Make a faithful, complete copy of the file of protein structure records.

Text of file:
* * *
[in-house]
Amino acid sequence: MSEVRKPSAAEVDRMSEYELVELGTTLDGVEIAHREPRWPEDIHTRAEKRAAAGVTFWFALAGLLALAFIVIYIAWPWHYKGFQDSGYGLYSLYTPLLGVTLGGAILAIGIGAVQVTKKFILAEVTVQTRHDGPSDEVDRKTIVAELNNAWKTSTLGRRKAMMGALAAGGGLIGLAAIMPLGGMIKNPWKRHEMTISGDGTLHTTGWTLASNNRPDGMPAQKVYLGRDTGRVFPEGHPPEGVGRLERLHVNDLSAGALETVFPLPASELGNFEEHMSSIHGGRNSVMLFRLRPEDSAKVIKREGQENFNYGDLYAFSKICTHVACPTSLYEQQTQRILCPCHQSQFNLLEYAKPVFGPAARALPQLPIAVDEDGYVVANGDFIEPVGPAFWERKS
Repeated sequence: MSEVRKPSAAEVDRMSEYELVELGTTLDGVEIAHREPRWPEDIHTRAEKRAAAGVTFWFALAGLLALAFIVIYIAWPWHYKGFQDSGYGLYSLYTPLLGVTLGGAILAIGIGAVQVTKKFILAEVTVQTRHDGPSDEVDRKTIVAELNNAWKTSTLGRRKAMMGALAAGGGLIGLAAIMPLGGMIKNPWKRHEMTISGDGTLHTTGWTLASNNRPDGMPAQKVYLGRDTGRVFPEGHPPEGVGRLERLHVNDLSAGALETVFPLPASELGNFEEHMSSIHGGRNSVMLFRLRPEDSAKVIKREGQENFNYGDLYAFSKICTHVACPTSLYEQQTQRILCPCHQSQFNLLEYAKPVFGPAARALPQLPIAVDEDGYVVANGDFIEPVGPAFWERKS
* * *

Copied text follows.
[in-house]
Amino acid sequence: MSEVRKPSAAEVDRMSEYELVELGTTLDGVEIAHREPRWPEDIHTRAEKRAAAGVTFWFALAGLLALAFIVIYIAWPWHYKGFQDSGYGLYSLYTPLLGVTLGGAILAIGIGAVQVTKKFILAEVTVQTRHDGPSDEVDRKTIVAELNNAWKTSTLGRRKAMMGALAAGGGLIGLAAIMPLGGMIKNPWKRHEMTISGDGTLHTTGWTLASNNRPDGMPAQKVYLGRDTGRVFPEGHPPEGVGRLERLHVNDLSAGALETVFPLPASELGNFEEHMSSIHGGRNSVMLFRLRPEDSAKVIKREGQENFNYGDLYAFSKICTHVACPTSLYEQQTQRILCPCHQSQFNLLEYAKPVFGPAARALPQLPIAVDEDGYVVANGDFIEPVGPAFWERKS
Repeated sequence: MSEVRKPSAAEVDRMSEYELVELGTTLDGVEIAHREPRWPEDIHTRAEKRAAAGVTFWFALAGLLALAFIVIYIAWPWHYKGFQDSGYGLYSLYTPLLGVTLGGAILAIGIGAVQVTKKFILAEVTVQTRHDGPSDEVDRKTIVAELNNAWKTSTLGRRKAMMGALAAGGGLIGLAAIMPLGGMIKNPWKRHEMTISGDGTLHTTGWTLASNNRPDGMPAQKVYLGRDTGRVFPEGHPPEGVGRLERLHVNDLSAGALETVFPLPASELGNFEEHMSSIHGGRNSVMLFRLRPEDSAKVIKREGQENFNYGDLYAFSKICTHVACPTSLYEQQTQRILCPCHQSQFNLLEYAKPVFGPAARALPQLPIAVDEDGYVVANGDFIEPVGPAFWERKS